Written by @NickRiznerMMA
The beginning of something is small. Surface level. Skin deep.
As time goes by and your passion for that something grows, so too does your knowledge and understanding. In the journey from fair-weather to die-hard, there are many valleys. But with each valley comes the unrelenting promise of a peak. And the lower the low, the higher the high will appear. It’s all about learned perspective.
When it comes to MMA fandom, the complexities of the sport simply lead to an exaggerated version of the reality described above. But with this depth comes an even greater payoff. The more you consume, the more you are rewarded. Suddenly, you can see a submission attempt before it’s locked in. You can spot the hitch in a fighter’s striking that will lead to their eventual knockout. You scoff at the fans who are bored by extended grappling exchanges and you cringe while watching sloppy technique.
But it was not always this way. In the beginning, your vision was limited to the most obvious of focal points; the superstar.
There is no set path to stardom. No single recipe. You may not fully understand what you are watching, but there is one common thread that we can all latch onto. Superstars win, and they win often.
Thus, through the framework of stardom, the inexperienced fan is seeing only a candy-coated version of the MMA universe. When you limit yourself to the GSPs and Ronda Rouseys and Anderson Silvas of the world, you limit your exposure to failure.
At this point, being a fan is easy. Your perseverance and will are rarely tested, and even when they are, your lack of a deep-seeded interest leaves you impervious to the pain of vulnerability. Essentially, you don’t care enough to hurt. And that’s nice, in a way. It’s safe.
But then, the hard part. The ensuing loyalty. A gravitation towards the unsung hero, the lovable loser, the hard-worker who can’t seem to catch a break. This is the next evolution of fandom. This is when your emotions get pulled into things. And it’s at this point that we leave ourselves open to disappointment.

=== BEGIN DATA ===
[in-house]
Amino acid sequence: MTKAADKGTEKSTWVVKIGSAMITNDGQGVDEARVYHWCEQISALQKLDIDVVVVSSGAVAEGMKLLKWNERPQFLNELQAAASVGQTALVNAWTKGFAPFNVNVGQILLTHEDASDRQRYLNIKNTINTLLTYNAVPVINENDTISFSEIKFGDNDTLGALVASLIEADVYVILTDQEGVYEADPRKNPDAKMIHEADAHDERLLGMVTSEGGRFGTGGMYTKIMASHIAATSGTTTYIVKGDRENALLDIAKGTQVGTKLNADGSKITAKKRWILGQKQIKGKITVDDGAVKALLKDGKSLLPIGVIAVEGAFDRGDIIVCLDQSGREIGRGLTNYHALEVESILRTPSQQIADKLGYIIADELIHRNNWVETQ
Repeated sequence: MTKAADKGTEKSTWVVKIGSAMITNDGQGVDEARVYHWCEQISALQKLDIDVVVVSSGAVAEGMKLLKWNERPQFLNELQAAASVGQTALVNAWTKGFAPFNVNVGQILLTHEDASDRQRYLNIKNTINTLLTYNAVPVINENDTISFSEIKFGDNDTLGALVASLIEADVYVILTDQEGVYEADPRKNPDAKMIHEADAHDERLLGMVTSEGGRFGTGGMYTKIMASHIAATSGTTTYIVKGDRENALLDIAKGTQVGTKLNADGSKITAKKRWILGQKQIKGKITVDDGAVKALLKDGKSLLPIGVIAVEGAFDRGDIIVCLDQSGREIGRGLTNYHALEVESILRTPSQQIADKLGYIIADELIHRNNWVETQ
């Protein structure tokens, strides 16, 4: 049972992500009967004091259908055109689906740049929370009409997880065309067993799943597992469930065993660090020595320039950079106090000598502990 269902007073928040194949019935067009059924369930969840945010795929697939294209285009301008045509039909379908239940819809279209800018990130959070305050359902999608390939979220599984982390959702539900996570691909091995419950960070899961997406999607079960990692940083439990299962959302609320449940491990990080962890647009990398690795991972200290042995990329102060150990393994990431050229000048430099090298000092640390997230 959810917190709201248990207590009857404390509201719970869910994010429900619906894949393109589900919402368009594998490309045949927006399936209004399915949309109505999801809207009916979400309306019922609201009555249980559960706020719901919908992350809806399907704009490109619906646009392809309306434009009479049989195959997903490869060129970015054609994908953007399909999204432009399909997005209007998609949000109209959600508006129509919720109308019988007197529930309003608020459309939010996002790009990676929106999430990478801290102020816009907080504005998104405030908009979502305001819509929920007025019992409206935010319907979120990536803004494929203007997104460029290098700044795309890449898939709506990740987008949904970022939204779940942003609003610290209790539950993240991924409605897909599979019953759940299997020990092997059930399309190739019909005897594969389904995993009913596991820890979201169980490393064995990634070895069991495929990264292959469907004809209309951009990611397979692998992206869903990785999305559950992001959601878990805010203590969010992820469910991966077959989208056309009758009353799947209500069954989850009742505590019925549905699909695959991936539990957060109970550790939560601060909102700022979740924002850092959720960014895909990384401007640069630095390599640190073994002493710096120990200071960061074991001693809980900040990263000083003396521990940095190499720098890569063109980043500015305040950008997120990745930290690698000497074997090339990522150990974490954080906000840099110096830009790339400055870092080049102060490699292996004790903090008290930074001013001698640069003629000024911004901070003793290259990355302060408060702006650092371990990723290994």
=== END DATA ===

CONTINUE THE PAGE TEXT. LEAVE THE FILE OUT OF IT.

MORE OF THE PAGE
And make no mistake, you will experience disappointment.
But it’s a disappointment we choose. It’s risk-taking, essentially, wearing your heart on your sleeve while knowing full-well that it may get broken. It’s this sort of gamble that often leads to the worst kind of sorrow. The losses that literally ruin your day. The ones that stun you into silence and cause you to stew with anger and resentment towards the victor. These are the low points of fandom. But they are the only means for achieving that ultimate high.
We subject ourselves to this misery on purpose. This is the part that the fair-weather fans will never understand. When you are emotionally entrenched in rooting for a fighter, the actual process of watching that fight is rarely an enjoyable one. It’s stressful, frustrating, uncomfortable. But that victorious moment – whenever it happens to come – is unparalleled by anything else in the world. You can’t emulate it with a scripted television show or movie. It is not a feeling that can be found in a book or a play.
Most importantly, you can’t fully experience that joy unless you open yourself up to the possibility of defeat. This is a theme that reaches beyond MMA. Beyond athletics. This is a lesson, learned through fandom, that can be applied to every aspect of life.
So whoever you are rooting for this weekend, do so proudly. If they win, celebrate that moment. Fully recognize it’s rarity. Take pride in the fact that you have supported that person with your full mind, heart, and soul. But understand that a loss is not the end of things. You should avoid brushing over the disappointment. That’s a part of it, and it’s important. But know that any upset feelings are simply building towards a larger exuberance in the end.
So my one piece of advice for you is this: Whether you’re watching a sporting event, building a relationship, trying something new, or chasing a dream.
Allow yourself to experience it fully. Every single time.Check out our latest podcast episode featuring Adam Milstead & Dinis "Sweetbread" Paiva